'Outlander' Costume Designer Terry Dresbach Defends Jamie's Original Wedding Ring To Claire

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'Outlander' Costume Designer Terry Dresbach Defends Jamie's Original Wedding Ring To Claire

Outlander book purists, prepare yourselves. Because original Outlander costume designer Terry Dresbach is here to tell you that you were wrong to hate on Jamie's first wedding ring to Claire. The wedding band was a sore spot for some book fans who wanted to see the silver band exactly as it was described in Diana Gabaldon's first book. But, as the designer of the Outlander wedding band in the Starz adaptation, Dresbach still loves it.

Dresbach stopped working on Outlander after Season 4. (Her husband, Outlander creator Ron D. Moore, stopped being the showrunner following Season 3.) But for the seventh anniversary of the premiere of Outlander, she has been spreading the word about the behind-the-scenes photos she has shared on her dedicated Outlander costumes Twitter account. (She also unlocked her research boards on Pinterest for fans to view.) In a thread with some of her costume inspiration, she brought up the wedding ring Jamie gave to Claire in Season 1's "The Wedding" and wrote, "And for the record, I absolutely ADORE this ring and I believe it completely. Everyone was so wrong about it."

Dresbach has stood by the ring over the years, acknowledging it was one of the first "uproars" from the book-reading fandom. Because, in the book, Jamie didn't have time to procure a ring for Claire ahead of their wedding. So he gave her his father's wedding ring temporarily – a "heavy gold circlet, set with a cabochon ruby."

When they returned to Castle Leoch after Jamie saved Claire from Black Jack Randall, he got Ewen the armorer to make her a proper wedding ring — "a wide silver band, decorated in the Highland interlace style, a small and delicate Jacobean thistle bloom carved in the center of each link." After their big fight, this acceptance of the wedding band marked Claire truly committing to being Jamie's wife.

The ring later takes on more significance when she discovers in Dragonfly in Amber that Jamie had put an inscription inside of it. (In the 20-some years since she had left him in the past, Claire had never taken the ring off :sobs:) Inspired by a love song from the Roman poet Catullus, the Latin words inside the ring say, "Da mi basia mille" — "Give me a thousand kisses." Right before Stephen Bonnet unsuccessfully tries to steal the ring in Drums of Autumn, Jamie quotes the inscription and Claire replies, "Dein mille altera" — "Then a thousand more."

The show version had one of Jamie's wedding "conditions" be that Claire would have a wedding ring. So Angus and Rupert went to the blacksmith and asked him to create a ring from a key. Jamie doesn't tell Claire what the key is to until "The Reckoning," when he reveals it's the key to Lallybroch — "so ye'd know the place was as much yours as mine." In a nod to the events of the book, Claire commits to their marriage following this talk (and serious love-making sesh).

But that doesn't mean that books fans were as committed to that wedding ring as Claire was to Jamie. A fan account started a Twitter thread asking that the book version with thistles be integrated into the TV story through a wedding vow renewal. And though it wasn't through a vow renewal, Season 4 did bring in the original ring. Instead of Stephen Bonnet stealing Frank's wedding ring from Claire in "America the Beautiful," he steals Jamie's wedding ring. Jamie then has blacksmith Murtagh make Claire a new ring from his mother's silver candlesticks with the inscription, "Give me a thousand kisses," and gives it to her in "Blood of My Blood."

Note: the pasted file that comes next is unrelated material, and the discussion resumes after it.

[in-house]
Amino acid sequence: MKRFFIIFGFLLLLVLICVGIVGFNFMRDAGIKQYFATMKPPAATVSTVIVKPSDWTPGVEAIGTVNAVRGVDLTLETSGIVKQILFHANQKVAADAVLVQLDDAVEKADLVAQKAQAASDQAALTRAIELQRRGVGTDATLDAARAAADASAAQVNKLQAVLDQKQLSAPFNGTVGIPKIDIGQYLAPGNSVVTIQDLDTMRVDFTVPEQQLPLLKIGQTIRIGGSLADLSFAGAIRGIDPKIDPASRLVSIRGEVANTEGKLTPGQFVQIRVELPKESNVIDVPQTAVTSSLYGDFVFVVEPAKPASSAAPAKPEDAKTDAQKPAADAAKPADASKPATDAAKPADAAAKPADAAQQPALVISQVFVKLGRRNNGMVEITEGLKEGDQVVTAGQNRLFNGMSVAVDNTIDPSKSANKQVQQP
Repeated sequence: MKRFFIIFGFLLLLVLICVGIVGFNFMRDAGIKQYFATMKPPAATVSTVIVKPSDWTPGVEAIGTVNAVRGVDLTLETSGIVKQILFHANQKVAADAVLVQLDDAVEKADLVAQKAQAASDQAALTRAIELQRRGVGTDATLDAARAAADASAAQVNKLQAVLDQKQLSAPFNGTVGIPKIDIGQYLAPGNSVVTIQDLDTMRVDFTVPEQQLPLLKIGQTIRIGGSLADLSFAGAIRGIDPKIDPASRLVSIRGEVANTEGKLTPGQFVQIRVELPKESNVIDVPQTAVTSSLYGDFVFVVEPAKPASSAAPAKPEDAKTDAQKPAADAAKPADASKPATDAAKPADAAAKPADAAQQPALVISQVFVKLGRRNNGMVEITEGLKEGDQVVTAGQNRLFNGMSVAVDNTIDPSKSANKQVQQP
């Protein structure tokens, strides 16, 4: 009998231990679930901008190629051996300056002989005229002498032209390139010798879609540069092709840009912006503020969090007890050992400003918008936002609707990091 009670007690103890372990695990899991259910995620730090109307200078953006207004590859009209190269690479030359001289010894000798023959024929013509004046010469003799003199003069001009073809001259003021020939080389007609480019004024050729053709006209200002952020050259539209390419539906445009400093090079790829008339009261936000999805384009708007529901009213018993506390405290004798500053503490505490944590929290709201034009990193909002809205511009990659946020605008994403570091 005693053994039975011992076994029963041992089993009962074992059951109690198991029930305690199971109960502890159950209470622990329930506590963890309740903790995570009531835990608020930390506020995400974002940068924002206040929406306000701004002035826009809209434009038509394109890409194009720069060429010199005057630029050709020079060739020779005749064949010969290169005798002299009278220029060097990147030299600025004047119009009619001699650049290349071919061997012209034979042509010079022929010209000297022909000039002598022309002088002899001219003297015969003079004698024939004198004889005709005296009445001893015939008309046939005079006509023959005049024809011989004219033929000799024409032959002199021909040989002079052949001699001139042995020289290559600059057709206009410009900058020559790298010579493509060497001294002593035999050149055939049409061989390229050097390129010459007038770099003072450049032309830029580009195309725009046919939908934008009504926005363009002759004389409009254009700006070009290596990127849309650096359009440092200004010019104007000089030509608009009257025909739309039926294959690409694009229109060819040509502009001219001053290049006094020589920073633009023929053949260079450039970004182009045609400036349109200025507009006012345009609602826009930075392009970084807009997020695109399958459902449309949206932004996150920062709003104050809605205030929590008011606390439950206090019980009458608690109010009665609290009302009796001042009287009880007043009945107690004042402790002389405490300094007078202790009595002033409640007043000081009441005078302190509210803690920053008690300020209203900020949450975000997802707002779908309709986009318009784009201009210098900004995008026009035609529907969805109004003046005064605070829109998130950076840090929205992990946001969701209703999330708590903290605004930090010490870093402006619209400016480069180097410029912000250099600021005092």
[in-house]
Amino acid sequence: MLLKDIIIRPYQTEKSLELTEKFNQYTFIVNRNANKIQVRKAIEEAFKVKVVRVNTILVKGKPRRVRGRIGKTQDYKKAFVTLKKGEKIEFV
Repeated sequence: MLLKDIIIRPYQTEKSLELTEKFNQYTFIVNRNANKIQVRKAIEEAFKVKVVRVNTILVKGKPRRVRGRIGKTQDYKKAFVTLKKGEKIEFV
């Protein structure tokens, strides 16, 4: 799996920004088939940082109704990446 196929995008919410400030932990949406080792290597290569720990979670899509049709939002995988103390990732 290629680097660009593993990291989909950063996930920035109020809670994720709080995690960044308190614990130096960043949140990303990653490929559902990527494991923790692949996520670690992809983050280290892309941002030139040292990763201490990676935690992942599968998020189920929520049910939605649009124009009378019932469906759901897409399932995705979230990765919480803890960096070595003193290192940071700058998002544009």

Gabaldon told Town & Country that she thought it was "very clever" how the show brought in the original ring in Season 4. "I assumed it to be kind of their way of apologizing to the readers who were upset about the first ring, by giving them a ring that more closely resembled what they might have had in mind," she said.

But both Dresbach and executive producer Maril Davis have said that introducing the book ring was always part of the master plan. Dresbach tweeted that Moore had planned to add the thistle ring even before Outlander premiered. And Davis said in the "Inside the World of Outlander" video for "Blood of My Blood" that "we did not do the ring according to the book in the first season and I think we always wanted to get to that moment."

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Even though he had handed off showrunning duties to Matthew B. Roberts by Season 4, Entertainment Weekly reported that Moore did explain that it wasn't just fan-service that Claire got her true-to-book ring in "Blood of My Blood." Because Brianna would later discover Bonnet with her mother's wedding ring (with devastating consequences), Moore said the show had Bonnet steal Jamie's wedding band instead of Frank's. "The plain gold band wouldn't be noticeable as like, 'Oh that's clearly my mother's ring,' whereas the other one clearly would. So that's kind of why we made that change," he said per EW.

Some book fans may never be happy with the great Outlander ring switch. But the show's version led to two of the most intimate onscreen moments between Jamie and Claire — Jamie explaining the ring was a piece of Lallybroch and confessing Claire is his home before reconciling in "The Reckoning" and Jamie giving Claire the new ring in the bathtub after she meets his son William in "Blood of My Blood." When you think of it like that, no wonder Dresbach thinks everyone was wrong about the key ring.

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Images: Starz

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